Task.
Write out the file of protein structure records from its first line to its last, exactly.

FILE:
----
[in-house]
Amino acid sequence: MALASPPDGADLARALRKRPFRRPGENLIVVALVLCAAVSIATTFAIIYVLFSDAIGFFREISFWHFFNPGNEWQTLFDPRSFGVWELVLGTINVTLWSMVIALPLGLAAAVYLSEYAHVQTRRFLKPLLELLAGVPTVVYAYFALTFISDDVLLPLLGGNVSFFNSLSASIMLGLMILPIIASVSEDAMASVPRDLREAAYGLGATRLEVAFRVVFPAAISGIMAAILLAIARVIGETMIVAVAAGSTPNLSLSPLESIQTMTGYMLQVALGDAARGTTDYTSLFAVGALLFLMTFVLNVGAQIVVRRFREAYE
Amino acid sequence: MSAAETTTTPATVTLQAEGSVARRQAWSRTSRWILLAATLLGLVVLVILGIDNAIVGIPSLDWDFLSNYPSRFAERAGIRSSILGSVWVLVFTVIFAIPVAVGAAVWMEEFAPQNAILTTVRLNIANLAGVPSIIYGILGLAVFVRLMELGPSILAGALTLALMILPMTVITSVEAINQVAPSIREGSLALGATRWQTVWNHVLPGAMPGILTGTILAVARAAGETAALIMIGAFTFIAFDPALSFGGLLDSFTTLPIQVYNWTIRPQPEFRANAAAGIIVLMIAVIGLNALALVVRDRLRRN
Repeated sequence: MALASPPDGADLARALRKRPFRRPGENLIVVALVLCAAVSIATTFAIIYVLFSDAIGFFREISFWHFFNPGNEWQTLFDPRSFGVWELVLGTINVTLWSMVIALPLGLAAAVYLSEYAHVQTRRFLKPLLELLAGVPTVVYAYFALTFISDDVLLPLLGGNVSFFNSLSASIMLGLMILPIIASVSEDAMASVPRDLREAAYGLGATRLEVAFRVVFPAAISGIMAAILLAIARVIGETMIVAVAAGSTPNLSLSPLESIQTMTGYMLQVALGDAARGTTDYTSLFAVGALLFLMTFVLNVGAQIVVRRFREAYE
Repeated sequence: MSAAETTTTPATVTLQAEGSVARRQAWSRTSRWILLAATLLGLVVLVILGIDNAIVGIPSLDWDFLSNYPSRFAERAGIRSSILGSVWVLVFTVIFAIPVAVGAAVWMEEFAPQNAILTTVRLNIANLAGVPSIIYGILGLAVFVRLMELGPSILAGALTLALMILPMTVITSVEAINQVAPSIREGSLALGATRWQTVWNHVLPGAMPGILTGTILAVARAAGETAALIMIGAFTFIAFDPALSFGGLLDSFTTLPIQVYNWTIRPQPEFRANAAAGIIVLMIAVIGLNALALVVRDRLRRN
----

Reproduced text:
[in-house]
Amino acid sequence: MALASPPDGADLARALRKRPFRRPGENLIVVALVLCAAVSIATTFAIIYVLFSDAIGFFREISFWHFFNPGNEWQTLFDPRSFGVWELVLGTINVTLWSMVIALPLGLAAAVYLSEYAHVQTRRFLKPLLELLAGVPTVVYAYFALTFISDDVLLPLLGGNVSFFNSLSASIMLGLMILPIIASVSEDAMASVPRDLREAAYGLGATRLEVAFRVVFPAAISGIMAAILLAIARVIGETMIVAVAAGSTPNLSLSPLESIQTMTGYMLQVALGDAARGTTDYTSLFAVGALLFLMTFVLNVGAQIVVRRFREAYE
Amino acid sequence: MSAAETTTTPATVTLQAEGSVARRQAWSRTSRWILLAATLLGLVVLVILGIDNAIVGIPSLDWDFLSNYPSRFAERAGIRSSILGSVWVLVFTVIFAIPVAVGAAVWMEEFAPQNAILTTVRLNIANLAGVPSIIYGILGLAVFVRLMELGPSILAGALTLALMILPMTVITSVEAINQVAPSIREGSLALGATRWQTVWNHVLPGAMPGILTGTILAVARAAGETAALIMIGAFTFIAFDPALSFGGLLDSFTTLPIQVYNWTIRPQPEFRANAAAGIIVLMIAVIGLNALALVVRDRLRRN
Repeated sequence: MALASPPDGADLARALRKRPFRRPGENLIVVALVLCAAVSIATTFAIIYVLFSDAIGFFREISFWHFFNPGNEWQTLFDPRSFGVWELVLGTINVTLWSMVIALPLGLAAAVYLSEYAHVQTRRFLKPLLELLAGVPTVVYAYFALTFISDDVLLPLLGGNVSFFNSLSASIMLGLMILPIIASVSEDAMASVPRDLREAAYGLGATRLEVAFRVVFPAAISGIMAAILLAIARVIGETMIVAVAAGSTPNLSLSPLESIQTMTGYMLQVALGDAARGTTDYTSLFAVGALLFLMTFVLNVGAQIVVRRFREAYE
Repeated sequence: MSAAETTTTPATVTLQAEGSVARRQAWSRTSRWILLAATLLGLVVLVILGIDNAIVGIPSLDWDFLSNYPSRFAERAGIRSSILGSVWVLVFTVIFAIPVAVGAAVWMEEFAPQNAILTTVRLNIANLAGVPSIIYGILGLAVFVRLMELGPSILAGALTLALMILPMTVITSVEAINQVAPSIREGSLALGATRWQTVWNHVLPGAMPGILTGTILAVARAAGETAALIMIGAFTFIAFDPALSFGGLLDSFTTLPIQVYNWTIRPQPEFRANAAAGIIVLMIAVIGLNALALVVRDRLRRN